Following on from my Facebook post, some more info about psoriasis: Psoriasis is a skin condition thought to affect up to 3% of people in the UK. It's characterised by red, flaky "plaques" of skin covered by whitish-silverish scales and is most often found on knees, elbows and scalp but can manifest anywhere on the body, including the nails, genitals and the soles of the feet. Your skin renews itself in a cycle of about 21-28 days but in psoriasis this is greatly sped up over just a few days. There are other types of psoriasis, including guttate (small “droplet” patches over the body) and pustular. ...continue reading "Psoriasis"
I’ve been interested in St. John’s Wort (Hypericum perforatum – if you hold a leaf up to the light you can see the tiny holes or perforations) since I was studying for my first degree in Psychology in the 90s and it ended up as the subject of my final year dissertation. As with many herbs there is plenty of folklore surrounding its common name.
I’ve been interested in St. John’s Wort (Hypericum perforatum – if you hold a leaf up to the light you can see the tiny holes or perforations) since I was studying for my first degree in Psychology in the 90s and it ended up as the subject of my final year dissertation. As with many herbs there is plenty of folklore surrounding its common name. One theory is that it tends to flower around the time of St. John the Baptist’s feast day, June 24th; another is that the red stain when you crush the yellow flowers signifies the blood of St. John, who was beheaded. In days gone by, people used to hang a fresh sprig over their beds as they slept to see if they would live for the rest of the year – if it wilted overnight then it was bad news! A similar test was used by young ladies to see if they were likely to find a husband…
When you come to see me, I emphasise how you will be prescribed a bespoke mix of five or six herbs in one bottle.
During your first consultation, even if you turn up with the most common of “common ailments”, I’ll almost never decide while you’re still sitting there exactly what I’m going to give you. I don’t leave you, go to my dispensary, and reach for my large bottle of “IBS herbal mix” or “eczema herbal mix” or “insomnia herbal mix”, decant it into a smaller bottle, and write your name on it. At the risk of sounding like a broken record, your herbal mix is specifically for you only and takes into account the whole of you.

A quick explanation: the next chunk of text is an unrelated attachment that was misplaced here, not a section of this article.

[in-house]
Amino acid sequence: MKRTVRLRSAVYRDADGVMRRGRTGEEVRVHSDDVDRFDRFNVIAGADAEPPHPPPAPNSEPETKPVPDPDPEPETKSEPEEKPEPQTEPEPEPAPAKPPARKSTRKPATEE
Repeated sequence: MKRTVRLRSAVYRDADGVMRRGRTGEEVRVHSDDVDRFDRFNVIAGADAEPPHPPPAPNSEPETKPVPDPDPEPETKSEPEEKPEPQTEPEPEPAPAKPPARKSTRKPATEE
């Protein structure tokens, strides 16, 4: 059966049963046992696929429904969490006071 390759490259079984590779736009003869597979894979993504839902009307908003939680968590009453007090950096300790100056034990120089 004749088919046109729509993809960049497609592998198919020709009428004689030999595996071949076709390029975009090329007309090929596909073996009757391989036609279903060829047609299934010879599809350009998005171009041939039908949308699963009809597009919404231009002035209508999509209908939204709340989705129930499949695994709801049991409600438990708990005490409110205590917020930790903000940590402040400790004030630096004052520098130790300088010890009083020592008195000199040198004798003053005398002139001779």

February is Raynaud’s Awareness Month. But what exactly is Raynaud’s?
Normally experienced in the fingers (but toes, ears and nose can be affected too), Raynaud’s affects the small blood vessels, reducing blood flow and causing pain, numbness, tingling and colour changes when exposed to cold. Strong emotions can also lead to the same symptoms, which are a result of the blood vessels going into spasm. Fingers tend to turn blue or white and then gradually go red as they warm up. ...continue reading "What is Raynaud’s?"
You may have seen this new "trend” in the media this week - #cleansleeping – coined by the actress Gwyneth Paltrow. She may have invented and brought her own style to it (copper-infused pillows?), but herbalists have been talking about the virtues of a good night’s sleep for hundreds of years.
Tinctures are an alcoholic liquid made by steeping either the fresh or dried herb in different strengths of an alcohol/water solution for several weeks in order to extract the active ingredients of that herb. Most of the time this means a tincture gives a stronger dose of the active ingredient than, for example, a tea. Tinctures also have a much longer shelf life than teas.